8. 8. What else did we see and learn? • Regulation orientation but only to the extent of being able to plan and problem solve. • Hillsboro Planning Department: “I have been here 27 years and we all are hired with the understanding that our job is to facilitate…not regulate.” • The Chamber and City spent 18 months working on a new comprehensive sign code to balance competing interest. One delegate noted: • Systems put in place to support “Although I felt collaboration and “movement” on key collaboration was their projects. primary key to success, • Wages have increased throughout the I presume their belief region’s economy. is that planning was the key.”
  9. 9. What else did we see and learn? • Creating one community is a catch phrase used by School Superintendent Jeremy Lyon in talking about how they’ve successfully integrated minority students from a range of cultures. • Embrace “people differences” with new members of the community considered a resource. • Many opportunities for women in the region’s workforce, particularly in the technology and engineering fields. • 25% of the population is Latino with a significant migrant farm worker segment that needs local services. • Hillsboro Library reading program offered in 15 languages.
  10. 10. What else… • 37% of Hillsboro’s population has a bachelors degree or higher versus 27% in NY. • High tech employees tend to be highly educated and have very high expectations for their own children’s education. • Intel’s impact and logos seen throughout local schools K-12 and community college. • Portland Community College, in Hillsboro, has both a micro- electronics program supported by Intel AND a working farm to support local agriculture.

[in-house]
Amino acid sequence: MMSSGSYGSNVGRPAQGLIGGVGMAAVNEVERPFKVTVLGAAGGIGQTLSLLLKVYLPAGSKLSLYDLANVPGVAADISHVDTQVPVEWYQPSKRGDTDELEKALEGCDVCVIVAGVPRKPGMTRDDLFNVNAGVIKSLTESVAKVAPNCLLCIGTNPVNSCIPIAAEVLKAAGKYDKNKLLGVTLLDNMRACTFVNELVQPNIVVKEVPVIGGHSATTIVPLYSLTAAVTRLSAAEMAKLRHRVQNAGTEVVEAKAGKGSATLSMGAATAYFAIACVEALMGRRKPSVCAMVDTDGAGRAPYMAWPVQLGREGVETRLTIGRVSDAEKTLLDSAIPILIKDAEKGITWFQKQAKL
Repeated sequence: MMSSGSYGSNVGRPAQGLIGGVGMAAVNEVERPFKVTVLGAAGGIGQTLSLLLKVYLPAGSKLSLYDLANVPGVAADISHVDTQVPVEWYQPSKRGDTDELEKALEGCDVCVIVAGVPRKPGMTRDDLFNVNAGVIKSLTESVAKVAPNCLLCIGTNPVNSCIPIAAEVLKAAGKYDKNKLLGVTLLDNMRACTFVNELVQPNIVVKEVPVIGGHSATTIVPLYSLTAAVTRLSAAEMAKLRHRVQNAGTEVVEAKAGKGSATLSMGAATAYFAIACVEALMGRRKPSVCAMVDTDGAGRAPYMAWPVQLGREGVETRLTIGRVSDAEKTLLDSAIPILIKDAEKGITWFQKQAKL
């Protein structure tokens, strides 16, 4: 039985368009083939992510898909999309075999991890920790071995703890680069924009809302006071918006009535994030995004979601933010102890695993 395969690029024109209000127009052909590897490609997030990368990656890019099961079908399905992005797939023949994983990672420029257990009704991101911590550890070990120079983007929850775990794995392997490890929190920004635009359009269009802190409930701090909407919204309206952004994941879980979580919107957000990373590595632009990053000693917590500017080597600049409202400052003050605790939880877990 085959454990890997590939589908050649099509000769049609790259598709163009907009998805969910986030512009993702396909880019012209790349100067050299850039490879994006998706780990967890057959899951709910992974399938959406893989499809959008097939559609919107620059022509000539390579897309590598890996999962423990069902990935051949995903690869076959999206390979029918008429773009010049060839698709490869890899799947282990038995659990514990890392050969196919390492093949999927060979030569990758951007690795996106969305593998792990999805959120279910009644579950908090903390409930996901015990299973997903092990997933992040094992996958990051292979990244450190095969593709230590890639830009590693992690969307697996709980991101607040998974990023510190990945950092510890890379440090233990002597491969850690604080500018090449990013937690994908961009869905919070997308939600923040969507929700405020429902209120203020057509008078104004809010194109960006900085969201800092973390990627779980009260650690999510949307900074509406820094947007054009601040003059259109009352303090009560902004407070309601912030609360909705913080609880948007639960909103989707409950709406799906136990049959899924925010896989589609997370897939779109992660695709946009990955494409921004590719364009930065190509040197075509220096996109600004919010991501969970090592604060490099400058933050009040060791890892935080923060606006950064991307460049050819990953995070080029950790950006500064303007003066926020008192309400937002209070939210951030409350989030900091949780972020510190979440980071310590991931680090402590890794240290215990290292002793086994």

11. 11. What did we see and learn… • Hillsboro is the last stop on a light rail system that connects with Portland to the East. • Hillsboro is targeting properties along light rail stops for planned multi-use development including; residential, retail and manufacturing. • Hillsboro’s airport provides service to corporate jets with US customs on call to process International travelers. • Company CEO’s mentioned one major economic challenge - - increasing congestion and time for people and goods to travel to Portland International Airport.
  12. 12. What do you think? • From this presentation, what did you see or hear that is of most interest to you and your organization? • We’re there any topics raised in this presentation that you think we should act on as a community/region? • In your option having seen this presentation, what are the lessons our community/region needs to take from this visitation? • If we were to meet with you again 12 months from now, what could we have accomplished by then to convince you that the time we spent today was valuable?